SRI An Opportunity for Improving Food Security in Latin America


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Presenter / Institution: Norman Uphoff, CIIFAD

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SRI An Opportunity for Improving Food Security in Latin America

  1. 1. SRI -- The System of Rice Intensification: An Opportunity for Improving Food Security in Latin America? Norman Uphoff Cornell International Institute for Food, Agriculture and Development (CIIFAD) in cooperation with Association Tefy Saina (ATS)
  2. 2. More tillers and more than 400 grains per panicle
  3. 3. The System of Rice Intensification (SIMA) developed in Madagascar almost 2 decades ago can: <ul><li>Increase rice production -- double yield </li></ul><ul><li>Improve food security esp. for poor HHs, </li></ul><ul><li>Raise total factor productivity, and </li></ul><ul><li>Enhance the environment -- cut demand for water by half, no use of agrochemicals </li></ul>
  4. 4. Sounds too good to be true <ul><li>But SRI is being tried in more and more countries around world. </li></ul><ul><li>The reasons for SRI performance can be explained in scientific terms . </li></ul><ul><li>It should be put to empirical tests , not just rejected on a priori grounds. </li></ul><ul><li>SRI is like the agronomists’ $100 bill on the sidewalk. </li></ul>
  5. 5. SRI capitalizes on potentials that have long existed in the plant’s genetic endowment <ul><li>These potentials have been inhibited by the standard practices for growing irrigated rice. </li></ul><ul><li>SRI proposes managing plants, soil, water and nutrients in new ways . </li></ul><ul><li>These give us a different phenotype from the existing rice genome. </li></ul>
  6. 6. SRI gives an opportunity to raise concurrently the productivity of: <ul><ul><ul><li>Land </li></ul></ul></ul><ul><ul><ul><li>Labor </li></ul></ul></ul><ul><ul><ul><li>Capital </li></ul></ul></ul><ul><ul><ul><li>Water </li></ul></ul></ul><ul><li>Not having to make tradeoffs among them </li></ul><ul><li>Also reduces farmers’ costs of production </li></ul>
  7. 7. SRI changes the ways that farmers have grown irrigated rice for centuries, even millennia, using simple methods . <ul><li>SRI is more accessible to the poor because it does not depend on external inputs -- it requires neither use of new seeds nor application of agrochemicals -- these are optional. </li></ul>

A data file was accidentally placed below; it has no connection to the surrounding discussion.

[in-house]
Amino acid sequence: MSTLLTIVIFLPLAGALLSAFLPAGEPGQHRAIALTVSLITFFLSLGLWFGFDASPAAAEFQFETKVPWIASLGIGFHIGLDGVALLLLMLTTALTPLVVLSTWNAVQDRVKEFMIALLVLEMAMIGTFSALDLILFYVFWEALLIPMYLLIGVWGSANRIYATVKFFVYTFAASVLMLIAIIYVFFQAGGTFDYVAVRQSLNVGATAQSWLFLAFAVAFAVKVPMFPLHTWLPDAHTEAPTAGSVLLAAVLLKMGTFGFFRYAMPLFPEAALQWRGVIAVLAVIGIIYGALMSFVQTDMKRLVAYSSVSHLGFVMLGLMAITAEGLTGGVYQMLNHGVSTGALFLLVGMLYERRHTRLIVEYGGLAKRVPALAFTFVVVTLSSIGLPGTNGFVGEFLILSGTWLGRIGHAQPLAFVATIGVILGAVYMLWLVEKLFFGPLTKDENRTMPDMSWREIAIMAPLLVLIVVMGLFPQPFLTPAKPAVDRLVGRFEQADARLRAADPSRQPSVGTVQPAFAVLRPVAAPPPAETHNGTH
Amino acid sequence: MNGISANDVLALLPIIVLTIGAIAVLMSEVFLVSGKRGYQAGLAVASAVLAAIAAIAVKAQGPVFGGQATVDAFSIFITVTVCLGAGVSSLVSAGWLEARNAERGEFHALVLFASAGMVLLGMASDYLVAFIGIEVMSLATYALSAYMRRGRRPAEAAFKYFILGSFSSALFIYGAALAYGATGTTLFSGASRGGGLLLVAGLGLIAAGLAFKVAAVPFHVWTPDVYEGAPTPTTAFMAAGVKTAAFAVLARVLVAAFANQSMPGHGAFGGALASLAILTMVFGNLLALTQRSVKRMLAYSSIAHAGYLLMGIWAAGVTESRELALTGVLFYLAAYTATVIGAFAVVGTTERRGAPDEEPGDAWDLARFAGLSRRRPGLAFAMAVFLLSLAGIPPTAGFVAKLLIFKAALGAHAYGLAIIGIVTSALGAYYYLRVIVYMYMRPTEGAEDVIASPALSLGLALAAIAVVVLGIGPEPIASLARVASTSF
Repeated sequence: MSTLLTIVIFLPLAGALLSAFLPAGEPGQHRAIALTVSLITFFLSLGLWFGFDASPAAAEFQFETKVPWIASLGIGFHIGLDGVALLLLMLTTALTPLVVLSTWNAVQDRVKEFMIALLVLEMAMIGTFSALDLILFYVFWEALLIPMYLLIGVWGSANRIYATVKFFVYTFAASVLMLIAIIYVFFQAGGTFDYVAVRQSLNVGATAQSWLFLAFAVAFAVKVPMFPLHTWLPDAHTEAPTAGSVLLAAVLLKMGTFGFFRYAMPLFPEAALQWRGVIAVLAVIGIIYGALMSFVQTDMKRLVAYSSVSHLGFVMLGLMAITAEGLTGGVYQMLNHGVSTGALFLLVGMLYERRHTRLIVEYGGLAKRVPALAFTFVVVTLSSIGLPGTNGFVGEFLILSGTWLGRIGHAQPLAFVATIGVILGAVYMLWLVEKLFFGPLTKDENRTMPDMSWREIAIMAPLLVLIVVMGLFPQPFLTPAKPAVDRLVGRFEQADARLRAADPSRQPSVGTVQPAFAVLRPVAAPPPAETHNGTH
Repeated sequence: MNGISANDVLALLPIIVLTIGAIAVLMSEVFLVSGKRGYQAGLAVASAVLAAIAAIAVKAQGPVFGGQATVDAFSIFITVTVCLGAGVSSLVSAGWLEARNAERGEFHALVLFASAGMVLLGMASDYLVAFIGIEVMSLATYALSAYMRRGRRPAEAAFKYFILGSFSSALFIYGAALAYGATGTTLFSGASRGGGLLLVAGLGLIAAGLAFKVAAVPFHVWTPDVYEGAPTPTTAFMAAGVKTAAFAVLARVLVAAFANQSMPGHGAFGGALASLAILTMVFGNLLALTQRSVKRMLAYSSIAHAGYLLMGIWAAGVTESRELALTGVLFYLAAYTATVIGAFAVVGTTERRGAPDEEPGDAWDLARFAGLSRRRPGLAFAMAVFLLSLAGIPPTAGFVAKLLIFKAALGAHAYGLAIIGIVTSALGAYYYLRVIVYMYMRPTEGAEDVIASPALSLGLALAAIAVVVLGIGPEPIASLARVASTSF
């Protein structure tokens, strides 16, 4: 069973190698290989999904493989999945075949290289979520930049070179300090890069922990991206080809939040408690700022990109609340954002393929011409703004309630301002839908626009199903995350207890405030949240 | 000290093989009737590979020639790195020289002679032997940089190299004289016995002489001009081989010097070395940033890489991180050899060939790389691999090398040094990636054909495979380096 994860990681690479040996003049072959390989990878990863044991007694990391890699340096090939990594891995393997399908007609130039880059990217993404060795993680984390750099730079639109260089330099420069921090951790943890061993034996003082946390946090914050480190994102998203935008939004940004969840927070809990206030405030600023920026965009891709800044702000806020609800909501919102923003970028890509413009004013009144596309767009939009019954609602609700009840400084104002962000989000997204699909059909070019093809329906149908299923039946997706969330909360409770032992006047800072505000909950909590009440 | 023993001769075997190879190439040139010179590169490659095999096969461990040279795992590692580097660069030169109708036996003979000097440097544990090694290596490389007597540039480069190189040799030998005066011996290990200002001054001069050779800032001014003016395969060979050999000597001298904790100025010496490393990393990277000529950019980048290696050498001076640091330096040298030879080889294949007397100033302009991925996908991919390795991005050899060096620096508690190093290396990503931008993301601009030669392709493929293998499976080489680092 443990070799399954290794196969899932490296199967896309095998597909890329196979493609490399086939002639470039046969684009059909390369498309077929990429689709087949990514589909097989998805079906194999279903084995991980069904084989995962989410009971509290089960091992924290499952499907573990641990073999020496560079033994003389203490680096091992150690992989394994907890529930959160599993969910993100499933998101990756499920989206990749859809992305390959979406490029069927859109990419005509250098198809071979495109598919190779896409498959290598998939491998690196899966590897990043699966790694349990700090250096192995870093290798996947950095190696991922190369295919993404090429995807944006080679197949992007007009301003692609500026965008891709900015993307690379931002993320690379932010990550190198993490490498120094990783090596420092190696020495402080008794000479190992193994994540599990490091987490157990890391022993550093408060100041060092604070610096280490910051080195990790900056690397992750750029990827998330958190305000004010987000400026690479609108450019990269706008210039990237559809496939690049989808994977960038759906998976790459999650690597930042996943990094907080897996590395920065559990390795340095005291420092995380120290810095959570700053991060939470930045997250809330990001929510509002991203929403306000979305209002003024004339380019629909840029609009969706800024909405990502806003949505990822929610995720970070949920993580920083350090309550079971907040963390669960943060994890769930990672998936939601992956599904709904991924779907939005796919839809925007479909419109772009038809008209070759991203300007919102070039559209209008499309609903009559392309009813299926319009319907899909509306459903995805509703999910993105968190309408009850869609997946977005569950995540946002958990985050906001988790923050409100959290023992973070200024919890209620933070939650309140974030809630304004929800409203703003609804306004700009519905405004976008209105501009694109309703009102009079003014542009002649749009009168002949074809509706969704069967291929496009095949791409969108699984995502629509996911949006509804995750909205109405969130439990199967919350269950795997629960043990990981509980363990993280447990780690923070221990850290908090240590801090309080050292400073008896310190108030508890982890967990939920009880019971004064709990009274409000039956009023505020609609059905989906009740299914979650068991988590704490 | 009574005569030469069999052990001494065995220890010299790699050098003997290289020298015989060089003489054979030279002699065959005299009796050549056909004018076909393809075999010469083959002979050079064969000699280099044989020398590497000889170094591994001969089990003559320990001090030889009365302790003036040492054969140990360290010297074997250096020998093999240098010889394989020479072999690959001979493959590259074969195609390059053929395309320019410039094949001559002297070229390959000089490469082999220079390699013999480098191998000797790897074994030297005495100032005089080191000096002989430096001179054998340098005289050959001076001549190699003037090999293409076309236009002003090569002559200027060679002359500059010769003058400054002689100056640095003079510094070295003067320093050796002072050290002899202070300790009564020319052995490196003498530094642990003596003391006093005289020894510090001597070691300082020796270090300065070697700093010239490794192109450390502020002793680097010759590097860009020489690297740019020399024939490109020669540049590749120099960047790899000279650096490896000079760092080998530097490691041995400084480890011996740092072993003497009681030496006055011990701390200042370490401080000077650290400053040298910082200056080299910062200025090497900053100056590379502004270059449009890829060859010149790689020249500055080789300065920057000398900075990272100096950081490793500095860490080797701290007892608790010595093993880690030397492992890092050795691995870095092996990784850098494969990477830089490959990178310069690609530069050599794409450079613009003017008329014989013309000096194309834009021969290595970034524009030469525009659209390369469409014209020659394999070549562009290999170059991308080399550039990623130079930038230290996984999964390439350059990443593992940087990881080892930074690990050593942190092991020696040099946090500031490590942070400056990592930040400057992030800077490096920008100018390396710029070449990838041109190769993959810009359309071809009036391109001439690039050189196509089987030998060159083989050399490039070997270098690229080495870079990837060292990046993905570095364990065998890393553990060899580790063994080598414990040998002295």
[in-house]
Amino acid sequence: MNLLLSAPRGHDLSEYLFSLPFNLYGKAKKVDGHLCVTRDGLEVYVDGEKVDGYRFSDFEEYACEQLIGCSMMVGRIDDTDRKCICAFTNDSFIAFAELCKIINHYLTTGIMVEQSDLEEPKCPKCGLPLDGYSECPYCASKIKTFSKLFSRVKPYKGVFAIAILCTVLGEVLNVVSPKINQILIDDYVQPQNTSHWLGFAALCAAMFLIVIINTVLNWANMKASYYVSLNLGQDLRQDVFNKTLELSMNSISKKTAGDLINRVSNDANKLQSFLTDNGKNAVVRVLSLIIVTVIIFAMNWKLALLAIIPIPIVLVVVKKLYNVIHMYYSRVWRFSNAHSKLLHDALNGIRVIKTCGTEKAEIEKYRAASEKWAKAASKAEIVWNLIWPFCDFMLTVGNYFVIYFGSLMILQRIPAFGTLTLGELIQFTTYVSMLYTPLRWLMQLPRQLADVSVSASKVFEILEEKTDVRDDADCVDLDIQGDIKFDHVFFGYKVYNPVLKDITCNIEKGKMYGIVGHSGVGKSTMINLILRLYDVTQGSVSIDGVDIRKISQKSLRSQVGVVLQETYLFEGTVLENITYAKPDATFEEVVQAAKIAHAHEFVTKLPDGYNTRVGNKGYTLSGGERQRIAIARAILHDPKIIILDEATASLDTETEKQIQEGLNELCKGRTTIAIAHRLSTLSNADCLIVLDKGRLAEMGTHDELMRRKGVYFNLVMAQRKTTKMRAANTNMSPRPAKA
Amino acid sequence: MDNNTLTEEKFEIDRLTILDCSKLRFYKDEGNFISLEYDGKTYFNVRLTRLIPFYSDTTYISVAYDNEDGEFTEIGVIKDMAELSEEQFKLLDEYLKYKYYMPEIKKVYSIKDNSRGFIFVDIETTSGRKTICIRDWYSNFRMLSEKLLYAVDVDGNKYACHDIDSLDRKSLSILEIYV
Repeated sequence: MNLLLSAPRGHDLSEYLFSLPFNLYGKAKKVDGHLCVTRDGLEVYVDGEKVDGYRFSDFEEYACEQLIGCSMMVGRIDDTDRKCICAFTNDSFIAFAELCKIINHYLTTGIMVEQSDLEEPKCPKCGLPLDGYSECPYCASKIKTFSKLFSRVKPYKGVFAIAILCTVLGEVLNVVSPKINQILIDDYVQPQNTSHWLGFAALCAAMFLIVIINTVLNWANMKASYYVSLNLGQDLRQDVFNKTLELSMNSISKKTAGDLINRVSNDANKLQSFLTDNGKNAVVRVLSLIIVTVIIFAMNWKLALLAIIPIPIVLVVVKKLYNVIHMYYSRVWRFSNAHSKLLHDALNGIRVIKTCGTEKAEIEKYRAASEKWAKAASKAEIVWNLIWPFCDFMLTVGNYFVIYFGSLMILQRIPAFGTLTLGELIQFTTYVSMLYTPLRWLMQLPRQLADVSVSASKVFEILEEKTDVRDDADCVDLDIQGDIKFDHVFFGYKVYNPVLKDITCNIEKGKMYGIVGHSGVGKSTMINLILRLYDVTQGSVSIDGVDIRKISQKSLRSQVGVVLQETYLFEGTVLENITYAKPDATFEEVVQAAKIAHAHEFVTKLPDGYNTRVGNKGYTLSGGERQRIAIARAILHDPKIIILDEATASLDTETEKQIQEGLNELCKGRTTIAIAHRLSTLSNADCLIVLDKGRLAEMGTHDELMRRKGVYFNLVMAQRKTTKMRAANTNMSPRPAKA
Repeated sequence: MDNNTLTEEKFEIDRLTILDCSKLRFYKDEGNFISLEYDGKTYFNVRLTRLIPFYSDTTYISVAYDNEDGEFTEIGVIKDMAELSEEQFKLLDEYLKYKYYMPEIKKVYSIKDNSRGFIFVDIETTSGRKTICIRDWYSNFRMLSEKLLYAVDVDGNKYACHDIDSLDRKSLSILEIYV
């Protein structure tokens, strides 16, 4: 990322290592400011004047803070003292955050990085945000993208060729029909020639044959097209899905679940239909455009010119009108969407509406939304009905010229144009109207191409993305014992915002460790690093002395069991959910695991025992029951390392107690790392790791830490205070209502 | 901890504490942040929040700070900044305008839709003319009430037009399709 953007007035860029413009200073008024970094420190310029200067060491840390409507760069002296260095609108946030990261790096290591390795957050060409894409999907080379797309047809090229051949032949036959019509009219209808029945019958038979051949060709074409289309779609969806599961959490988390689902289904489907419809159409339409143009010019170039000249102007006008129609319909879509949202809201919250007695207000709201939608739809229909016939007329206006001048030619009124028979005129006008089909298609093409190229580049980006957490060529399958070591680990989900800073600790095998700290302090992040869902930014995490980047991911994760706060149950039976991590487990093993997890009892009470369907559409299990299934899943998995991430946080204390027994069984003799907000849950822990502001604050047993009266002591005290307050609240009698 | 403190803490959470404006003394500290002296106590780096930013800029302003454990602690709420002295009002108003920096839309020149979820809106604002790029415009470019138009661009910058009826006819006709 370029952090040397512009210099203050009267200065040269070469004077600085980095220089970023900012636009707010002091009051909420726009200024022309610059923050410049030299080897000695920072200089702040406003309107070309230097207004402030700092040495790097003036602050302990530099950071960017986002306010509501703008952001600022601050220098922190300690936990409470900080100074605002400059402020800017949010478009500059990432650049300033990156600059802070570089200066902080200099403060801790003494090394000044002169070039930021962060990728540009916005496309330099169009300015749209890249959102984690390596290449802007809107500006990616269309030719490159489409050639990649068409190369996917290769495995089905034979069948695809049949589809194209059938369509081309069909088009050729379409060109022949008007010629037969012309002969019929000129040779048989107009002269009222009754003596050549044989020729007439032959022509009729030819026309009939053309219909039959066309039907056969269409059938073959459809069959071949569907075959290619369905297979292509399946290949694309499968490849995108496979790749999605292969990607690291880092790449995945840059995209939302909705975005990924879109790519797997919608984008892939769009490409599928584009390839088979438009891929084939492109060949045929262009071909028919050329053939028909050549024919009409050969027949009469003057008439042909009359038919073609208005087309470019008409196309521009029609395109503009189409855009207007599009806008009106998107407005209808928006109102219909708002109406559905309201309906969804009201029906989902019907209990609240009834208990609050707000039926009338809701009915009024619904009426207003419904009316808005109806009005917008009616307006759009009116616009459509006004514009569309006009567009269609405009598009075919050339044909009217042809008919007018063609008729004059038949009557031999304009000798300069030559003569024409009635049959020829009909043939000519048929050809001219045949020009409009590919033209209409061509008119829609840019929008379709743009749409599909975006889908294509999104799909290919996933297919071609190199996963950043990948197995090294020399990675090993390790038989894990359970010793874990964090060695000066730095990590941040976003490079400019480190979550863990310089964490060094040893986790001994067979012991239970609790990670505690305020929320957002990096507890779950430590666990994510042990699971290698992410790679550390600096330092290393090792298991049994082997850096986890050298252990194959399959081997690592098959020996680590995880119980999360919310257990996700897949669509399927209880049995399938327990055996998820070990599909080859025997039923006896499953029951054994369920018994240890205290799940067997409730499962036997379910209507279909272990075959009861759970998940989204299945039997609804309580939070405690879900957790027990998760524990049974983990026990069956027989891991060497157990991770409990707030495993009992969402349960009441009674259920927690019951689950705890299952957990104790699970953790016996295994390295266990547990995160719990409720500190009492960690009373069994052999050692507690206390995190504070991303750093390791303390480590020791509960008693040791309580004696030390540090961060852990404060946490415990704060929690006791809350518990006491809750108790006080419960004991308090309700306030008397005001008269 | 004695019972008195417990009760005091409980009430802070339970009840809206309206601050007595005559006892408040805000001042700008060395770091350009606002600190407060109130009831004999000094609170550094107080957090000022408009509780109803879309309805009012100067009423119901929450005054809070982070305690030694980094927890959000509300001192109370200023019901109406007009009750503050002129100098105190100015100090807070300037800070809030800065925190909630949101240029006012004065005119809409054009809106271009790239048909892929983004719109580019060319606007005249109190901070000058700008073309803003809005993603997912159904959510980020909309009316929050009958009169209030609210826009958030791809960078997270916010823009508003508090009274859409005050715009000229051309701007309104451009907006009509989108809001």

8. 8. SRI requires only about half as much water per season as when rice is grown in continuously flooded fields <ul><li>SRI may contribute also to reduction in greenhouse gas emissions since rice grown in continuously flooded paddies accounts for about 25% of methane (CH 4 ) going into atmosphere </li></ul>
  9. 9. SRI is COUNTERINTUITIVE , because it enables us to get more from less <ul><li>Higher yields result from: </li></ul><ul><li>Transplanting younger, smaller seedlings </li></ul><ul><li>Fewer plants per hill & per m 2 </li></ul><ul><li>Using less water per season, with </li></ul><ul><li>Less or no need for purchased inputs </li></ul>
  10. 10. <ul><li>There is mounting evidence from a growing number of countries that SRI does indeed have the potentials that were first reported from Madagascar -- now 15 countries. </li></ul><ul><li>Nobody is asked to accept and utilize SRI based just on our reports -- </li></ul><ul><li>Let it be tried and evaluated by both farmers and researchers . </li></ul>
  11. 11. Data from Sanya reports
  12. 12. The main objections against this methodology have been that: <ul><li>SRI requires good water management </li></ul><ul><li>SRI is labor-intensive </li></ul><ul><li>SRI appears “ too good to be true” </li></ul><ul><li>(1) Water control is definitely necessary </li></ul><ul><li>(2) But SRI also gives higher returns to labor, and over time, it can become labor-saving </li></ul><ul><li>(3) Appearing “too good to be true” only means that SRI should be subjected to careful scrutiny </li></ul>
  13. 13. In Madagascar , where yields average 2-2.5 t/ha, 100s of farmers in 2 programs (USAID and French) have averaged 8-9 t/ha over a 5-year period -- on mostly very poor soils.
  14. 14. In China , the first SRI trials at Nanjing Agric. University gave 9.2 to 10.5 t/ha . While these levels can be achieved in China with the best varieties and best techniques, these take twice as much water as applied with SRI. SRI method used with hybrid rice varieties has given yields in the 12-15 t/ha range.
  15. 15. In Cambodia and Myanmar , where conventional yields are even lower than in Madagascar (2 t/ha), farmers using SRI have averaged 5-6 t/ha with NGO guidance.
  16. 16. In Sri Lanka , where the average yield is about 3.5 t/ha, farmers have averaged ~8 t/ha with SRI, with some farmers achieving much higher yields.
  17. 18. In Sri Lanka and Madagascar , some farmers are getting yields in the range of 15 to 20 t/ha once they have mastered the techniques and improved their soil quality. The maximum potential of SRI methodology remains to be fully realized.